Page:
Better late than never! My thoughts on the Inflation Reduction Act
Ever since August 16th, when President Biden signed the biggest climate bill in U.S. history into law, I’ve been considering what to say. So let me start with this: I’m amazed, grateful, and relieved. Why did it take me so long to post this? I was so stunned by this bill’s unlikely passage, and by how much major climate policy is contained in it, that it took me some time to digest this turn of events. I’ve spent ten years working for the passage of a national climate law of this scope and scale. I needed a moment to absorb this success, however imperfect. Then there’s the challenge of trying to summarize this bill–all 273 pages of it. How do I write something that does this moment justice?
You may know that I had given up. I wrote on this blog in January that “the odds of major climate policy being enacted by Congress in 2022 appear minuscule.” It feels like a miracle that the climate policies in this law somehow came back from the dead, like Wesley in the Princess Bride. (The climate provisions of the Inflation Reduction Act (IRA), crafted through years of collaboration, planning, persuasion, and compromise, were declared dead earlier this summer when Senator Manchin said he would not support them.)
Much has been written about how this bill was resurrected, and the concessions that were made. The fact remains that the IRA contains the largest and most consequential measures–by far–to reduce U.S. climate pollution in our country’s history. I am grateful to every person who worked for climate action, went to meetings, lobbied, protested, contacted their elected officials; each of us contributed to the passage of this law. I believe it marks the beginning of serious climate action by the U.S. government.
I’m guessing you may not realize the size of this win for the climate. I think we in the climate movement are so inexperienced with success that we don’t know how to respond when we make real progress. I know some climate activists are disappointed or angry at the concessions that were made, and I understand. But if you’re alarmed about the climate crisis, I suggest you take a moment to savor the potentially transformative impacts of this law.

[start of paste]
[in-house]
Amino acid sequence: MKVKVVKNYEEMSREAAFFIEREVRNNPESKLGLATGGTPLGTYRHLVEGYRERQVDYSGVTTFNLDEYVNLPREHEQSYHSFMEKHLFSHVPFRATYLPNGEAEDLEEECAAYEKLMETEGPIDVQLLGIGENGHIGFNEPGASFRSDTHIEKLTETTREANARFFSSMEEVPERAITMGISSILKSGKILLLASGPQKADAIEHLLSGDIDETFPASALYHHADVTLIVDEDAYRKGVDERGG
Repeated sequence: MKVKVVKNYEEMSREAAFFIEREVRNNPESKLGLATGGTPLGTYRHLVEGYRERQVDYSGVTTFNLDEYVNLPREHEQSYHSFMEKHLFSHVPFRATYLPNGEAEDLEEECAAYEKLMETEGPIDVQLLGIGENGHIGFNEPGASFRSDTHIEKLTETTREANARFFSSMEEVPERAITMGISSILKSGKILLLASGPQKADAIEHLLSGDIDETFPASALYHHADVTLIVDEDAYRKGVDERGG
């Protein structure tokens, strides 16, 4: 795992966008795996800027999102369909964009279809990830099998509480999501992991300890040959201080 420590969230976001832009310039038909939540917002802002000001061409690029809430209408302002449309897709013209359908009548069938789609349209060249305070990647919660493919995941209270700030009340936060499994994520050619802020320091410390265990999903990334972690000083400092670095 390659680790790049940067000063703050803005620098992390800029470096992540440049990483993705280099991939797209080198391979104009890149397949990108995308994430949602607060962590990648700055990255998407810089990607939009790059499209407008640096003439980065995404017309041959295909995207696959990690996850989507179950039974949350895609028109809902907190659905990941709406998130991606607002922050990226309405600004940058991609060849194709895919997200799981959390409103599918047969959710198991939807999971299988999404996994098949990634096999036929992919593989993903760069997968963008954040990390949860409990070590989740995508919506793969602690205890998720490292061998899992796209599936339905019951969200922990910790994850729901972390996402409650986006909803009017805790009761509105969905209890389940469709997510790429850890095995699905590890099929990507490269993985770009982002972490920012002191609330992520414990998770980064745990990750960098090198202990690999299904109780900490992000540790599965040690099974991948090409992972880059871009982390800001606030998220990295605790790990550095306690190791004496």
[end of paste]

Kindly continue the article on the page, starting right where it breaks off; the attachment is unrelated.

Robinson Meyer writing for The Atlantic put it this way:
“On Tuesday, President Joe Biden signed the Inflation Reduction Act into law. It is no exaggeration to say that his signature immediately severed the history of climate change in America into two eras. Before the IRA, climate campaigners spent decades trying and failing to get a climate bill through the Senate. After it, the federal government will spend $374 billion on clean energy and climate resilience over the next 10 years. The bill is estimated to reduce the country’s greenhouse-gas emissions by about 40 percent below their all-time high, getting the country two-thirds of the way to meeting its 2030 goal under the Paris Agreement.”
I won’t try to provide all the details of the law–there are just too many. A few of the highest impact climate incentives in the law include:
–Extension of production and investment tax credits for clean electricity projects for 10 years
–Tax credits and incentives for EV purchases, including used EVs
–Tax credits for installing heat pumps, rebates for home retrofits, and financing for electrification of buildings
Other provisions include a fee for methane leakage, tax credits for carbon sequestration, and funding for environmental justice for disadvantaged communities, a green bank, climate-friendly agriculture, forestry, and conservation programs.
If you want to dig deeper into all that the IRA does, I have several suggested sources. Energy expert Dana Nuccitelli summarizes how the law’s provisions are expected to produce emissions reductions in Yale Climate Connections. The New York Times provides a good overview of the law’s provisions and impacts as well. If you prefer videos, Hank Green does a great job summarizing what the law does in this 22 minute YouTube “The Biggest Climate Bill of Your Life – But What Does it DO!?
Climate experts agree this law will matter, but the size of it’s impact will depend on how it’s enacted, and how people and businesses respond. I’m excited to say that I’ve created a page on our website and have begun gathering resources and information there on how the IRA can be leveraged to decarbonize your home, car, community, and state. The page will continue to expand for you to use and share.
Meanwhile, I hope you are taking a moment to celebrate, as I am. Next I’ll begin exploring what provisions in the law can help you contribute to a healthier, safer, more just and livable future.